A  A  A   Print
What You Can Do About Dog Bites

What You Can Do About Dog Bites

Dogs are more than pets; they are family. But, even well-behaved dogs can bite. In fact, half of the dog bites that occur every year are by the family pet, according to the National Library of Medicine (NLM).

Dogs are responsible for most animal bites. However, many incidents can be avoided. Teaching children how to stay safe is especially important, because they are the ones most likely to be bitten.

Warning signs

Some behaviors may signal that a dog is aggressive, afraid, or protecting his or her territory, three situations that can set you up for a bite. Watch for the following:

  • Growling, snarling, or barking.

  • Crouching with the head low or the tail between the legs.

  • Fur that’s standing up, erect ears, a stiff body, and a high tail.

  • Obvious injury or pain.

Avoiding bites

If a strange dog comes near you, stand still, keep your hands down, and avoid eye contact. If you’re knocked down, curl into a ball and cover your head, neck, and face. Remember these tips, too:

  • Ask before petting a dog you don’t know.

  • Never leave a child alone with a dog -- even the family pet.

  • Avoid dogs that are cornered, chained, in a car or behind a fence.

  • Don’t play rough with any dog.

  • Don’t break up a dog fight.

  • Don’t surprise older dogs. One that’s deaf or blind may bite.

  • Keep your face away from a dog’s head.

  • Don’t disturb a dog that’s sleeping, eating, or caring for puppies.

Self-care

Rinse any bite with running water. This may help clean away bacteria. Then, wash the wound with warm, soapy water for at least five minutes, cover it with a clean bandage, and call your health care provider. If the bite is bleeding heavily, apply direct pressure and raise it above heart level until the bleeding stops.

Your locality may have a law about reporting dog bites. If so, report the bite to the local health department and animal-control agency. And try to find the dog’s owner; you need to know if the rabies vaccination is current.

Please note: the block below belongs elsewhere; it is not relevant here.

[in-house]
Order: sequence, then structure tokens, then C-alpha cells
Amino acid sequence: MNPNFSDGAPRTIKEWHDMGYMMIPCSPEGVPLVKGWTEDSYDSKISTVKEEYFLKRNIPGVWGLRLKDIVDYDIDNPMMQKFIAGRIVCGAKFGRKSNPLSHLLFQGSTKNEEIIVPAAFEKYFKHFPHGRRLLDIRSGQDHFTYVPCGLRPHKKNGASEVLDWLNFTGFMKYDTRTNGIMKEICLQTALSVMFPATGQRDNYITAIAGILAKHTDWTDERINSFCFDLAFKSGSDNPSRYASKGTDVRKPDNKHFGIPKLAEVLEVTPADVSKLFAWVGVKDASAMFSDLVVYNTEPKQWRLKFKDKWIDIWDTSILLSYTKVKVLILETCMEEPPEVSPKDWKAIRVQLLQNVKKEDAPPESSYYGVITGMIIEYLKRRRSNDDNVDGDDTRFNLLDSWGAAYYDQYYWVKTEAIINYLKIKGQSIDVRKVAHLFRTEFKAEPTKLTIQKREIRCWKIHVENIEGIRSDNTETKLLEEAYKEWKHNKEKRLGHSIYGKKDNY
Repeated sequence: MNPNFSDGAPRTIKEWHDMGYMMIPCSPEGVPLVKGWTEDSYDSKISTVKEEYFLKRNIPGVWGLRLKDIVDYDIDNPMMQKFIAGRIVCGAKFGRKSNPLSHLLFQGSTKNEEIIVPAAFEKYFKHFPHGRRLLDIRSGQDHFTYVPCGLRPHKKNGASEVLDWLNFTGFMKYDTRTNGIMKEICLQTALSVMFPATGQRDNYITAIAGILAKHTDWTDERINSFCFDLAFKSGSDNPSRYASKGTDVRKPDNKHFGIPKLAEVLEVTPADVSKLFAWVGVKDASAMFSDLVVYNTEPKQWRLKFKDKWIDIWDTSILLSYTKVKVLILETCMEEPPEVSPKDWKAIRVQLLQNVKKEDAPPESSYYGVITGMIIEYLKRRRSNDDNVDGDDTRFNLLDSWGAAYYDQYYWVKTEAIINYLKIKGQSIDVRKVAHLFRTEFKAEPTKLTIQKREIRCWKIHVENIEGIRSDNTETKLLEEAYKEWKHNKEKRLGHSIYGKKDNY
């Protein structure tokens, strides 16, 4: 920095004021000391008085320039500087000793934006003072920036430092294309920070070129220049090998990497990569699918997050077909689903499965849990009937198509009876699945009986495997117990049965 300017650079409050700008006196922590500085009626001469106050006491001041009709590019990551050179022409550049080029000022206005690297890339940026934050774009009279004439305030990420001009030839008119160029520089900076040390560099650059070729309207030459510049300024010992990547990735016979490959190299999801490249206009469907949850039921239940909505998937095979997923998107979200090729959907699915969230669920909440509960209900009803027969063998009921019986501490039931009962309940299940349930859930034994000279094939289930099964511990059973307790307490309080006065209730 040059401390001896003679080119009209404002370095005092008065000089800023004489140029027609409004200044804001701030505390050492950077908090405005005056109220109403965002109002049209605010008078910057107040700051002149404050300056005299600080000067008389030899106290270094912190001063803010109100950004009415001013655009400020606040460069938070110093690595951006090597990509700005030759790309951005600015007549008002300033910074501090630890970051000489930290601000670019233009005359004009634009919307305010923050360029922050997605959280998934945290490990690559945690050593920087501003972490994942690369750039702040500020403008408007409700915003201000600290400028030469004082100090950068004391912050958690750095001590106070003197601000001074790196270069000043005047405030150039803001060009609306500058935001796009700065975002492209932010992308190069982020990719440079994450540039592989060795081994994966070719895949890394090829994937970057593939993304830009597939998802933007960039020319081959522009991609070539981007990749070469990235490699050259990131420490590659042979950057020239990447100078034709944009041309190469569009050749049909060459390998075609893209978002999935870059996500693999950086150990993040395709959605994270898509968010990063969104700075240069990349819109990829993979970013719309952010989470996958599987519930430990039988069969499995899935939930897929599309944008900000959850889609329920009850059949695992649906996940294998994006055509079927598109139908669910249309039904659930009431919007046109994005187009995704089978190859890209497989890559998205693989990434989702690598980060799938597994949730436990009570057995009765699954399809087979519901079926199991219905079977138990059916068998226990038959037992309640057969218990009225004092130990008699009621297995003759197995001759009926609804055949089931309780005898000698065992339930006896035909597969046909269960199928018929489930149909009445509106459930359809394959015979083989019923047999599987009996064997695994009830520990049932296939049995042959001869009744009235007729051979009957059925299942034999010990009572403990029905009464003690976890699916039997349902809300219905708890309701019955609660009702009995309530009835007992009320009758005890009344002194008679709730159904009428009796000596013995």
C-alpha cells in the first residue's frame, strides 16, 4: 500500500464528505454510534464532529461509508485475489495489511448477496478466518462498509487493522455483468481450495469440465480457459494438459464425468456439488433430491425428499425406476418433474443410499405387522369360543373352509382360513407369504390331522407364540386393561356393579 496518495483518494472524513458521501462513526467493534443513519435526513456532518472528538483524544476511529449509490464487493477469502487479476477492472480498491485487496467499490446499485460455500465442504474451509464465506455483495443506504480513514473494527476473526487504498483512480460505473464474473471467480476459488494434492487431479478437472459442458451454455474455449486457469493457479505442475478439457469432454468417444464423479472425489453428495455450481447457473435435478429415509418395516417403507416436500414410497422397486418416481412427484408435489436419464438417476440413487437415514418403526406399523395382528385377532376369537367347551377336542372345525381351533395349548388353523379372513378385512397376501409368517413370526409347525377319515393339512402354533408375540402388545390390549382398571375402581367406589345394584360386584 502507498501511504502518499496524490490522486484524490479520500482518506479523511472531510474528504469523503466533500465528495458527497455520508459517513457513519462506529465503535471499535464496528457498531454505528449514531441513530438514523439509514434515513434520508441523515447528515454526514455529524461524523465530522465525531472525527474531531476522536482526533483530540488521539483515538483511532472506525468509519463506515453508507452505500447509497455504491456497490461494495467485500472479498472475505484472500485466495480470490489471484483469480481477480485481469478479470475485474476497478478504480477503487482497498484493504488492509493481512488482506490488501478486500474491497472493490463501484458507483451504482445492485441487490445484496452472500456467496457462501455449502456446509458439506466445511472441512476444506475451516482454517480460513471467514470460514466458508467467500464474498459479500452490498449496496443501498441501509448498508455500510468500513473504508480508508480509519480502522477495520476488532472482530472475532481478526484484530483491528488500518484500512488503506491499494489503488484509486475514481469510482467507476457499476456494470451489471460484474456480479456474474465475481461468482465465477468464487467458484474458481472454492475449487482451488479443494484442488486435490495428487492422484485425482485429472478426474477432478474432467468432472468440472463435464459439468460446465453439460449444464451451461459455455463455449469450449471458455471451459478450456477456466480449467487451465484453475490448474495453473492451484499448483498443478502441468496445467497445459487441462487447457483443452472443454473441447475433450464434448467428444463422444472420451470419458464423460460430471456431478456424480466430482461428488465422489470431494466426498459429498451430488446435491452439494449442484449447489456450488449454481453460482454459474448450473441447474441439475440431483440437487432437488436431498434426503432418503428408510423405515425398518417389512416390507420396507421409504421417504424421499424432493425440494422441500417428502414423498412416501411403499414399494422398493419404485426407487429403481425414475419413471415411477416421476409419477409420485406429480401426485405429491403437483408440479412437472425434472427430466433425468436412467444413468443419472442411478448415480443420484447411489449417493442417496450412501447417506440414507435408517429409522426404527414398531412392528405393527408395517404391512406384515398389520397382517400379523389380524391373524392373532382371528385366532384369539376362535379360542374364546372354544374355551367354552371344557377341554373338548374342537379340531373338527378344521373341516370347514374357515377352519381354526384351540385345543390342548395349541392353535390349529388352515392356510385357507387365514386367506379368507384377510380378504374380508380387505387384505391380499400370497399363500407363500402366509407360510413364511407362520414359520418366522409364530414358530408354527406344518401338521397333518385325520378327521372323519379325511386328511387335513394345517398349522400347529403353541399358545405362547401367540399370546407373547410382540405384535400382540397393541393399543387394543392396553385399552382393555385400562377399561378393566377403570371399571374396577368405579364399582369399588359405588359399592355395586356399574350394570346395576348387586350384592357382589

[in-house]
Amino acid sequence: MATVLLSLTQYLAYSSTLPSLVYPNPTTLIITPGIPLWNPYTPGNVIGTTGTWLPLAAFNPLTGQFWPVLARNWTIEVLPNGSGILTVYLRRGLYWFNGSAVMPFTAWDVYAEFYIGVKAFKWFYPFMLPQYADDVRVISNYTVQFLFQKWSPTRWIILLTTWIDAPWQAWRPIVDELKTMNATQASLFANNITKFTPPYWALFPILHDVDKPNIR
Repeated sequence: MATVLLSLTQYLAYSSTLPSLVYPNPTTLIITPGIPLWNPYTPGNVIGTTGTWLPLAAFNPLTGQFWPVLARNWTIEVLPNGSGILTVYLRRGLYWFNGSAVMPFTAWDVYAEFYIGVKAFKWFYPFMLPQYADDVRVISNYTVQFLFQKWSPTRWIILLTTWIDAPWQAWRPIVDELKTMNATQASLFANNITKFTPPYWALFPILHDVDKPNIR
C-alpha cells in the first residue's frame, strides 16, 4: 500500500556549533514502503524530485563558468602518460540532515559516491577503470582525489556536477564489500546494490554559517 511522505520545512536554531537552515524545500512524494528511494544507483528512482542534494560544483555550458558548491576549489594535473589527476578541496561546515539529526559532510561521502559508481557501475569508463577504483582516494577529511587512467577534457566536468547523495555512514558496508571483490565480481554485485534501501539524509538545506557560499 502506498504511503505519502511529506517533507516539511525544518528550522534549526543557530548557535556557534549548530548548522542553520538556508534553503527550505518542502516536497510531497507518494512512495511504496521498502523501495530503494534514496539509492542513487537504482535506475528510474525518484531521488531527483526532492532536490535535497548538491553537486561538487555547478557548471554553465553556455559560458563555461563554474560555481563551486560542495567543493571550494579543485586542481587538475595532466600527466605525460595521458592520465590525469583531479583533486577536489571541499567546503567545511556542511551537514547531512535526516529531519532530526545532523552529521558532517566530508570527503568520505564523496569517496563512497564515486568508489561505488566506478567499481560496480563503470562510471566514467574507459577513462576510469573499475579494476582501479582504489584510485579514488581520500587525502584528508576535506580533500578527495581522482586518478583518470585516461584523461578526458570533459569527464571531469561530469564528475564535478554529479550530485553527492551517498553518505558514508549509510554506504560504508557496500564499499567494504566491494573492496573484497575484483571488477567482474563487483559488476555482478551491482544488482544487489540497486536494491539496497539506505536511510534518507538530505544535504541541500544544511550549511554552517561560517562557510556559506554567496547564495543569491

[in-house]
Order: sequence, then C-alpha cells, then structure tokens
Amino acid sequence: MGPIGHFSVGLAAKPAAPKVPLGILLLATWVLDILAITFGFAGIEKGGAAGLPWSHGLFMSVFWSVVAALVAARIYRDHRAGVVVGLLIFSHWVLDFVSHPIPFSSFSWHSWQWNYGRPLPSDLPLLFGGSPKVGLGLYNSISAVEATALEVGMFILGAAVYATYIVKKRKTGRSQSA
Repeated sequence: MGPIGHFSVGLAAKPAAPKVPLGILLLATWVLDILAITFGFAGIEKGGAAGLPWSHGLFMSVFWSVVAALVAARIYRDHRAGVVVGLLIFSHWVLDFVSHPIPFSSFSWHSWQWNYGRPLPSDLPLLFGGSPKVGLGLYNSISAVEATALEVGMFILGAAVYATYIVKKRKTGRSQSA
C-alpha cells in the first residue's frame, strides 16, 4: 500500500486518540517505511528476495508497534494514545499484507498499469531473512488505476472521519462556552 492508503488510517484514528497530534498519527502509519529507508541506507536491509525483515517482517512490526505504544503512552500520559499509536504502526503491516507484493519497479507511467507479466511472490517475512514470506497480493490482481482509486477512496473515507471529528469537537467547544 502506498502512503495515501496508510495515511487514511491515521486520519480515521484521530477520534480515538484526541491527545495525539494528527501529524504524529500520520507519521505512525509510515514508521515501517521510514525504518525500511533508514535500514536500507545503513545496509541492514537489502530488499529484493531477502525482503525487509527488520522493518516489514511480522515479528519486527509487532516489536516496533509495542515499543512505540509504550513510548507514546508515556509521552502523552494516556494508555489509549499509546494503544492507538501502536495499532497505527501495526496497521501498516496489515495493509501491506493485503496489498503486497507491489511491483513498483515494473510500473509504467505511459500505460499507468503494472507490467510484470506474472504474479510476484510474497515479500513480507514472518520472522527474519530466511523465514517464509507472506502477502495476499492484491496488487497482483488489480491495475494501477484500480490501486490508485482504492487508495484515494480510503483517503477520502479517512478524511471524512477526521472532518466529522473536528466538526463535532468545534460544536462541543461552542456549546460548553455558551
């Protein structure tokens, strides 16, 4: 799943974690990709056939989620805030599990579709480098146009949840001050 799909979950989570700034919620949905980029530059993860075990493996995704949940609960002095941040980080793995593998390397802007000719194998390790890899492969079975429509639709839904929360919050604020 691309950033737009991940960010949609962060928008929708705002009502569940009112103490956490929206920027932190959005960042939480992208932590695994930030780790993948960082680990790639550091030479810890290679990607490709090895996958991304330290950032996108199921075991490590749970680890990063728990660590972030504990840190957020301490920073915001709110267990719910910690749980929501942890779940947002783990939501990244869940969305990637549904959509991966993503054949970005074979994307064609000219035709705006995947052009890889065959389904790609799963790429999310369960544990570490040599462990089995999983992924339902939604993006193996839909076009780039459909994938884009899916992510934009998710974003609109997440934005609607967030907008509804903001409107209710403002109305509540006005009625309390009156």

Today's Interactive Tools
Related Items

The third-party content provided in the Health Library of phoebeputney.com is for informational purposes only and is not designed to diagnose or treat a health problem or disease, or replace the professional medical advice you receive from your physician. If you or your child has or suspect you may have a health problem, please consult your primary care physician. If you or your child may have a medical emergency, call your doctor or 911 or other emergency health care provider immediately in the United States or the appropriate health agency of your country. For more information regarding site usage, please visit: Privacy Information, Terms of Use or Disclaimer.

Follow us online:

© 2014 Phoebe Putney Health System  |  417 Third Avenue, Albany, Georgia 31701  |  Telephone 877.312.1167

Phoebe Putney Health System is a network of hospitals, family medicine clinics, rehab facilities, auxiliary services, and medical education training facilities. Founded in 1911,
Phoebe Putney Memorial Hospital (the flagship hospital) is one of Georgia's largest comprehensive regional medical centers. From the beginning, Phoebe's mission and vision
has been to bring the finest medical talent and technology to the citizens of Southwest Georgia, and to serve all citizens of the community regardless of ability to pay.